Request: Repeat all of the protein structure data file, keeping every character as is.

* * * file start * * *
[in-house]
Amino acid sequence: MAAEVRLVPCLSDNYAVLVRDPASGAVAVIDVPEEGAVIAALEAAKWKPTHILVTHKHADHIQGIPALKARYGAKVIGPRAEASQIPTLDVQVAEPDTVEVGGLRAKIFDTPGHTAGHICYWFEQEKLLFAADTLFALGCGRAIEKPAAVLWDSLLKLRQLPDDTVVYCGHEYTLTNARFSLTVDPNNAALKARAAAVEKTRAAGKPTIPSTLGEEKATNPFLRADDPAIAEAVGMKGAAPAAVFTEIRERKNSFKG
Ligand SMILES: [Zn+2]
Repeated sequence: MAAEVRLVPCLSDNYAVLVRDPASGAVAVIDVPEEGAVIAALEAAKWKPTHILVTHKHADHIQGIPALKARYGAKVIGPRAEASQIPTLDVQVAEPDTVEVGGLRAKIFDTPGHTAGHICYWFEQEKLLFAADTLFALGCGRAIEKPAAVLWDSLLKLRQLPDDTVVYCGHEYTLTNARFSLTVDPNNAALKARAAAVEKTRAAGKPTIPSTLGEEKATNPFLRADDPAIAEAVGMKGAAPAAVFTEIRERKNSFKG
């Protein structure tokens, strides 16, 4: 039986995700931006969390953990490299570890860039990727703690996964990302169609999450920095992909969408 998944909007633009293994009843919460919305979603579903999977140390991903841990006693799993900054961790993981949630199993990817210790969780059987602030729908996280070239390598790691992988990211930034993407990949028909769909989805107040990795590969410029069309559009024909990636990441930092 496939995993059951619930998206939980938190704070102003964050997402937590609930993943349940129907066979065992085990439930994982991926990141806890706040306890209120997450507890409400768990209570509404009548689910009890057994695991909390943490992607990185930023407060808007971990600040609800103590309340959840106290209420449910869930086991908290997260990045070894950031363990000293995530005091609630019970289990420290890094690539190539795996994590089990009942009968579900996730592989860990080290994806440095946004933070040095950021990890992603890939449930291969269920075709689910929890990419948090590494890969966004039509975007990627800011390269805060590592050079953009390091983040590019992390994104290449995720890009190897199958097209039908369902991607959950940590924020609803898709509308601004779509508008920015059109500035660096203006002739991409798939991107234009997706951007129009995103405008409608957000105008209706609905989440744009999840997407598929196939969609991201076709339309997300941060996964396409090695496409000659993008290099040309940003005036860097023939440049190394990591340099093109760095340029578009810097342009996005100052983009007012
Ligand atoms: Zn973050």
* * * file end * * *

[in-house]
Amino acid sequence: MAAEVRLVPCLSDNYAVLVRDPASGAVAVIDVPEEGAVIAALEAAKWKPTHILVTHKHADHIQGIPALKARYGAKVIGPRAEASQIPTLDVQVAEPDTVEVGGLRAKIFDTPGHTAGHICYWFEQEKLLFAADTLFALGCGRAIEKPAAVLWDSLLKLRQLPDDTVVYCGHEYTLTNARFSLTVDPNNAALKARAAAVEKTRAAGKPTIPSTLGEEKATNPFLRADDPAIAEAVGMKGAAPAAVFTEIRERKNSFKG
Ligand SMILES: [Zn+2]
Repeated sequence: MAAEVRLVPCLSDNYAVLVRDPASGAVAVIDVPEEGAVIAALEAAKWKPTHILVTHKHADHIQGIPALKARYGAKVIGPRAEASQIPTLDVQVAEPDTVEVGGLRAKIFDTPGHTAGHICYWFEQEKLLFAADTLFALGCGRAIEKPAAVLWDSLLKLRQLPDDTVVYCGHEYTLTNARFSLTVDPNNAALKARAAAVEKTRAAGKPTIPSTLGEEKATNPFLRADDPAIAEAVGMKGAAPAAVFTEIRERKNSFKG
């Protein structure tokens, strides 16, 4: 039986995700931006969390953990490299570890860039990727703690996964990302169609999450920095992909969408 998944909007633009293994009843919460919305979603579903999977140390991903841990006693799993900054961790993981949630199993990817210790969780059987602030729908996280070239390598790691992988990211930034993407990949028909769909989805107040990795590969410029069309559009024909990636990441930092 496939995993059951619930998206939980938190704070102003964050997402937590609930993943349940129907066979065992085990439930994982991926990141806890706040306890209120997450507890409400768990209570509404009548689910009890057994695991909390943490992607990185930023407060808007971990600040609800103590309340959840106290209420449910869930086991908290997260990045070894950031363990000293995530005091609630019970289990420290890094690539190539795996994590089990009942009968579900996730592989860990080290994806440095946004933070040095950021990890992603890939449930291969269920075709689910929890990419948090590494890969966004039509975007990627800011390269805060590592050079953009390091983040590019992390994104290449995720890009190897199958097209039908369902991607959950940590924020609803898709509308601004779509508008920015059109500035660096203006002739991409798939991107234009997706951007129009995103405008409608957000105008209706609905989440744009999840997407598929196939969609991201076709339309997300941060996964396409090695496409000659993008290099040309940003005036860097023939440049190394990591340099093109760095340029578009810097342009996005100052983009007012
Ligand atoms: Zn973050």